Should Gary say Thank U, God?

“If you’re going to use the term miraculous, I guess it could be used here,” observed Dr. Andrew Deaner, of the remarkable recovery of Fabrice Muamba.  When a consultant cardiologist makes such a comment, I sit up. He was there – on the pitch, in the ambulance and at the London Chest Hospital.

And yet should we be surprised given the input of prayer? Bolton club manager Owen Coyle said: “Everybody is praying for Fabrice, which is very important, and that has been a real source of strength to the family.”

I think we all were surprised by the response of the whole nation to this sudden on-pitch drama of Muamba’s cardiac arrest. “In God’s Hands” headlined the Daily Star, not the newspaper known for its good theological awareness.

And more, this outpouring of prayer characterised that section of the population we least associate with religious faith – young men.  Like Chelsea defender Gary Cahill who pulled off his shirt after scoring to reveal “Pray 4 Muamba”, his former team-mate.

So has all this prayer worked?  Even Fifa president Sepp Blatter has called Muamba’s recovery “a miracle!”  So is Sepp for once right?

Sheila was a member of my congregation in Rochdale. A talented gardener, she won first prize for hanging baskets at the world famous Chelsea Flower Show.  However, she was showing symptoms which caused her consultant to advise cancelling her holiday in Greece, at some personal cost to her friends.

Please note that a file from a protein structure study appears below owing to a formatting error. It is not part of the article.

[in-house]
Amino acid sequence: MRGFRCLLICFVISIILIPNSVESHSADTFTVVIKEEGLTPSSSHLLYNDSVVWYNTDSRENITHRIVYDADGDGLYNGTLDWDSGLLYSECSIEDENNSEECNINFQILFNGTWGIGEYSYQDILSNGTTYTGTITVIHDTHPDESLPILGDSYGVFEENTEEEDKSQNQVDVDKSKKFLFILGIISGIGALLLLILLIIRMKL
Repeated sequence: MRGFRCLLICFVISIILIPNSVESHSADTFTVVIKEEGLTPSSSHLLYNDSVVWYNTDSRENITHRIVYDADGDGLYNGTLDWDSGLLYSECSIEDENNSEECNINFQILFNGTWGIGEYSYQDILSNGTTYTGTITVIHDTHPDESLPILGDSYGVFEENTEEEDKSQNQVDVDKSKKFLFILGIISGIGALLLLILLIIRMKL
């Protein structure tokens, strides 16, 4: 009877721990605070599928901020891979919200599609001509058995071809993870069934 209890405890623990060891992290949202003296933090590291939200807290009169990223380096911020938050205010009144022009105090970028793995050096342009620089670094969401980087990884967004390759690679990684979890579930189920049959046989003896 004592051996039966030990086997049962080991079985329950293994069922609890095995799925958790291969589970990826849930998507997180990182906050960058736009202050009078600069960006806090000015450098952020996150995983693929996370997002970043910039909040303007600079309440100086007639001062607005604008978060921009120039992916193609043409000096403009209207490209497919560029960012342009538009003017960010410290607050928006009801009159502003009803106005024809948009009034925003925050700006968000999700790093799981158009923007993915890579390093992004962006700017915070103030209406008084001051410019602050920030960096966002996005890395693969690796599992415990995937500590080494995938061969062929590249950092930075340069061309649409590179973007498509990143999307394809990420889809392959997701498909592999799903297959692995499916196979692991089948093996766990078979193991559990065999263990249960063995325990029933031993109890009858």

But on the Sunday morning, as she stood for the opening hymn, she decided to give it her best – despite the terrible pain in her back. God was due no less. And as she sang the pain simply disappeared, never to return. She was totally convinced that God had healed her, there and then.

Some weeks later the consultant confirmed she was totally well. And then apologised. He told Sheila that he thought she had had cancer.  He had made a mistake. “Sorry.”

Did God heal Sheila in response to her step of faith? You can never be totally sure, of course –it may be just one of those things. But a reasonable test is whether the relevant medic spontaneously registers surprise, especially if they are experienced.  Like Dr Andrew Deaner – a member of Mill Hill Synagogue incidentally –  who finds Muamba’s recovery amazing.

This Sunday evening 6.30 pm we have our healing service, an important opportunity for us to pray, anoint those who are sick. And over the last few weeks we have encountered some remarkable responses to our prayers for healing.

Only this Wednesday I bumped into the mother of someone we have been praying for at Christ Church. In January he was given a grim prognosis, but now he is making astonishing progress. I asked his mum whether the consultant was surprised. In fact, that was the very question she asked of her son – and yes, his doctor was surprised, amazed even.

Similarly, another person we have been praying for. In fact we even had a special prayer meeting for him. Again a grim prognosis and again remarkable, totally unexpected progress.  So Jesus urges us to pray – and to keep on asking, seeking, knocking.

So do support our healing service.  I expect several testimonies of those who have good reason to think that prayer in Jesus’ name has had a powerful result.  And it is important that credit is given where credit is due.

For the question now is when Gary scores his next goal for Chelsea, will he pull off his shirt to reveal “Thank U, God?”